The car-sized rover will zap a basalt Mars rock situated 10 feet away from it in the red planet's Gale crater, where it first landed August 5, the Associated Press reported. Curiosity will also take its first drive to test out its wheels.
The rover will fire 30 laser bursts over 10 seconds, and capture the light generated by the tiny bit of plasma that will be created with each blast, the Atlantic explained. Each element of the rock, which is temporarily being referred to as N165, has a distinctive chemical signature that the rover's ChemCam can detect.
"We didn't pick it for its science value," said Roger Wiens, a lead investigator on the Curiosity team, ComputerWorld reported. "We're just using it for target practice. We wanted to shoot something that is sort of mid-range for a first shot. We thought we'd give ourselves something easy to start with."
Since the rover's monumental landing, NASA engineers have been busy testing out Curiosity's 10 instruments, as well as photographing Mars and measured the temperature of the planet (a chilly 37 degrees Fahrenheit), Wired reported.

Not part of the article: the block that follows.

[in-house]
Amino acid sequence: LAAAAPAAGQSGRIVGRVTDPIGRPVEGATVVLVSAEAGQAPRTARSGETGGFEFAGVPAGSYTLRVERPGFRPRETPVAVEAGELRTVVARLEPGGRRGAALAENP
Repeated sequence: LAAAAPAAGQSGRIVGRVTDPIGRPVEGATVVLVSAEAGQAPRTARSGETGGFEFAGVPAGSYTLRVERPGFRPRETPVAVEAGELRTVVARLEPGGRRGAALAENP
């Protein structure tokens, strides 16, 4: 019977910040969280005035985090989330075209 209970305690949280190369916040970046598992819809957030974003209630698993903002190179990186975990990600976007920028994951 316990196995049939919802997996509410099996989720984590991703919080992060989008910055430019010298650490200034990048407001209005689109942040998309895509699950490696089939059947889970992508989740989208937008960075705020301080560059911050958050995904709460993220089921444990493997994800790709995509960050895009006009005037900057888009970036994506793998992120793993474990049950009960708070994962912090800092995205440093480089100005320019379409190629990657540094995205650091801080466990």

"The excitement from the science team is that all the instruments continue to check out," John Grotzinger, a project scientist with NASA's Jet Propulsion Laboratory, said during a press call Friday. "If we continue down the nominal path, it's probably going to be a couple of days. Sometime next week you'll hear about successful tests of the first wheel motions."
After the rover's wheels are tested out, NASA will send Curiosity on its first real Mars adventure, to an area dubbed Glenelg, which is a three- to four-week long journey from Gale crater.
“We’re really excited," Wiens said of Saturday's tests. "We’ve waited eight long years to get to this date."